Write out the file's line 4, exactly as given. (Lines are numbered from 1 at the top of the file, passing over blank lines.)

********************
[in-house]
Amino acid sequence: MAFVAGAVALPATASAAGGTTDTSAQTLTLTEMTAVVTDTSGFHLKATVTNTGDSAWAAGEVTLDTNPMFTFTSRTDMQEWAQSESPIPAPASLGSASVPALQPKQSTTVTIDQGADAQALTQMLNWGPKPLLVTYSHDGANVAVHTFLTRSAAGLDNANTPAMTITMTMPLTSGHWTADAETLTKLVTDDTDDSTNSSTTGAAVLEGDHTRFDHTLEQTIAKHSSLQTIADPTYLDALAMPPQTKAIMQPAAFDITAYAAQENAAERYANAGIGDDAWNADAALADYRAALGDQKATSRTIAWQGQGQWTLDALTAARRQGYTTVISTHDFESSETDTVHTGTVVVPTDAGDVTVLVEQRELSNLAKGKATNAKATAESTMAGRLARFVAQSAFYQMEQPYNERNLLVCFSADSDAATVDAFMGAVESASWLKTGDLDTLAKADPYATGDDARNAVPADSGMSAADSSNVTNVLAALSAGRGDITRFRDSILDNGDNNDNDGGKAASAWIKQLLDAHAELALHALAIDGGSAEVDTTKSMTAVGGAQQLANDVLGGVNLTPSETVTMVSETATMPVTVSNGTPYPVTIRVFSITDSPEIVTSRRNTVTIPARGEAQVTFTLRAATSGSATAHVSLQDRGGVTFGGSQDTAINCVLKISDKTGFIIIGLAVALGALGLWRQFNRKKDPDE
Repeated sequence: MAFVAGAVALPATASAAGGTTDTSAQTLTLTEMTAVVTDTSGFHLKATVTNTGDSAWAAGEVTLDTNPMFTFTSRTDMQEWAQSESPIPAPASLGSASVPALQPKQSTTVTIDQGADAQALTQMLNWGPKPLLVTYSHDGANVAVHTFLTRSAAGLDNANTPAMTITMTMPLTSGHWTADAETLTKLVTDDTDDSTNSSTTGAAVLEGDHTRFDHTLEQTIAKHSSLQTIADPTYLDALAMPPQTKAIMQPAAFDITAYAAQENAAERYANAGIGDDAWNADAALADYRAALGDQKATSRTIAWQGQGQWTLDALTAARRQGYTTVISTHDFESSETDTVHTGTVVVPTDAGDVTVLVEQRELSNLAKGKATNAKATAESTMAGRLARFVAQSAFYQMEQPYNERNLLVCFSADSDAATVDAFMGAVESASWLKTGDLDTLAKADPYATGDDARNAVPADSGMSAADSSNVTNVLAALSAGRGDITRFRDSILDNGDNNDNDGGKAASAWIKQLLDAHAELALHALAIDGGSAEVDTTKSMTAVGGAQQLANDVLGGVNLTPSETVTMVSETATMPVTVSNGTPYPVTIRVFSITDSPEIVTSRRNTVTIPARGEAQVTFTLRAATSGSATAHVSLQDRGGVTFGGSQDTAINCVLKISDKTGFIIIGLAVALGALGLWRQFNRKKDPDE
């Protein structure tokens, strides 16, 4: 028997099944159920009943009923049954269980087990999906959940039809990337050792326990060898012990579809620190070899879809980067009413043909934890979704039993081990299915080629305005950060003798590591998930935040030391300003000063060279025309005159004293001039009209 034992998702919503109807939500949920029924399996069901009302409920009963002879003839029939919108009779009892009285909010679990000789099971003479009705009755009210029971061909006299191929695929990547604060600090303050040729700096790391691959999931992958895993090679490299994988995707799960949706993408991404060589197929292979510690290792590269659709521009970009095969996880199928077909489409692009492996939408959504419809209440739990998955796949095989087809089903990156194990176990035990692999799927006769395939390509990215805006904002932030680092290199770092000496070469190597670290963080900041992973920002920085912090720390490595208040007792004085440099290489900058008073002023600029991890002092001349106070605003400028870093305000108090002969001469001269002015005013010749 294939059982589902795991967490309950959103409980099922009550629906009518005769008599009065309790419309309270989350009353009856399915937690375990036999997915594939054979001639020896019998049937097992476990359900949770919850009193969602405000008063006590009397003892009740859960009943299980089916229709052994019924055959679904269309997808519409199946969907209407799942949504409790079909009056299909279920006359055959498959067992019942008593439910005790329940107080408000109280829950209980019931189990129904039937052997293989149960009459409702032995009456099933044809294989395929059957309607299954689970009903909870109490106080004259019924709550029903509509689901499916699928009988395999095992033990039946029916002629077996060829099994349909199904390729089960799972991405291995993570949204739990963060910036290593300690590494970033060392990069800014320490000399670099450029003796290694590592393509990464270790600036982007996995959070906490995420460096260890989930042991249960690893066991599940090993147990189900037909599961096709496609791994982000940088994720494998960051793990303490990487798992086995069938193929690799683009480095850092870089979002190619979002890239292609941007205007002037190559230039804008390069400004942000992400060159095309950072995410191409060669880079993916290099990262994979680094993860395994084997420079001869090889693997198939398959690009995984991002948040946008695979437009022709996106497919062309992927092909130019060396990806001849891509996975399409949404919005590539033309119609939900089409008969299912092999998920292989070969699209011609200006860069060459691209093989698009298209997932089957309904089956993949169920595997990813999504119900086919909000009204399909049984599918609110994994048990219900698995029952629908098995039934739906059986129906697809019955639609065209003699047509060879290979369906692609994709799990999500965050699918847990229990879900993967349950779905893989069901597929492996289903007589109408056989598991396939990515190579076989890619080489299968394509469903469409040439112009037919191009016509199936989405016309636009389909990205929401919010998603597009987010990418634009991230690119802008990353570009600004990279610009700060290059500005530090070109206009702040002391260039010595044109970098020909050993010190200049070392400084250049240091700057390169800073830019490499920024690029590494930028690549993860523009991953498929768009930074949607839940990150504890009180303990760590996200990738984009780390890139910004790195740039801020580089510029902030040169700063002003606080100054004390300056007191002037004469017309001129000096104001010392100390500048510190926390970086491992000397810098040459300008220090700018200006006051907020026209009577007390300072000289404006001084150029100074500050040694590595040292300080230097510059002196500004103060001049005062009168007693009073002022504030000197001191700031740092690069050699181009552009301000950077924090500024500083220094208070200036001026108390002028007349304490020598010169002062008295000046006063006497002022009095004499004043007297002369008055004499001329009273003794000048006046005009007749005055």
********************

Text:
């Protein structure tokens, strides 16, 4: 028997099944159920009943009923049954269980087990999906959940039809990337050792326990060898012990579809620190070899879809980067009413043909934890979704039993081990299915080629305005950060003798590591998930935040030391300003000063060279025309005159004293001039009209 034992998702919503109807939500949920029924399996069901009302409920009963002879003839029939919108009779009892009285909010679990000789099971003479009705009755009210029971061909006299191929695929990547604060600090303050040729700096790391691959999931992958895993090679490299994988995707799960949706993408991404060589197929292979510690290792590269659709521009970009095969996880199928077909489409692009492996939408959504419809209440739990998955796949095989087809089903990156194990176990035990692999799927006769395939390509990215805006904002932030680092290199770092000496070469190597670290963080900041992973920002920085912090720390490595208040007792004085440099290489900058008073002023600029991890002092001349106070605003400028870093305000108090002969001469001269002015005013010749 294939059982589902795991967490309950959103409980099922009550629906009518005769008599009065309790419309309270989350009353009856399915937690375990036999997915594939054979001639020896019998049937097992476990359900949770919850009193969602405000008063006590009397003892009740859960009943299980089916229709052994019924055959679904269309997808519409199946969907209407799942949504409790079909009056299909279920006359055959498959067992019942008593439910005790329940107080408000109280829950209980019931189990129904039937052997293989149960009459409702032995009456099933044809294989395929059957309607299954689970009903909870109490106080004259019924709550029903509509689901499916699928009988395999095992033990039946029916002629077996060829099994349909199904390729089960799972991405291995993570949204739990963060910036290593300690590494970033060392990069800014320490000399670099450029003796290694590592393509990464270790600036982007996995959070906490995420460096260890989930042991249960690893066991599940090993147990189900037909599961096709496609791994982000940088994720494998960051793990303490990487798992086995069938193929690799683009480095850092870089979002190619979002890239292609941007205007002037190559230039804008390069400004942000992400060159095309950072995410191409060669880079993916290099990262994979680094993860395994084997420079001869090889693997198939398959690009995984991002948040946008695979437009022709996106497919062309992927092909130019060396990806001849891509996975399409949404919005590539033309119609939900089409008969299912092999998920292989070969699209011609200006860069060459691209093989698009298209997932089957309904089956993949169920595997990813999504119900086919909000009204399909049984599918609110994994048990219900698995029952629908098995039934739906059986129906697809019955639609065209003699047509060879290979369906692609994709799990999500965050699918847990229990879900993967349950779905893989069901597929492996289903007589109408056989598991396939990515190579076989890619080489299968394509469903469409040439112009037919191009016509199936989405016309636009389909990205929401919010998603597009987010990418634009991230690119802008990353570009600004990279610009700060290059500005530090070109206009702040002391260039010595044109970098020909050993010190200049070392400084250049240091700057390169800073830019490499920024690029590494930028690549993860523009991953498929768009930074949607839940990150504890009180303990760590996200990738984009780390890139910004790195740039801020580089510029902030040169700063002003606080100054004390300056007191002037004469017309001129000096104001010392100390500048510190926390970086491992000397810098040459300008220090700018200006006051907020026209009577007390300072000289404006001084150029100074500050040694590595040292300080230097510059002196500004103060001049005062009168007693009073002022504030000197001191700031740092690069050699181009552009301000950077924090500024500083220094208070200036001026108390002028007349304490020598010169002062008295000046006063006497002022009095004499004043007297002369008055004499001329009273003794000048006046005009007749005055």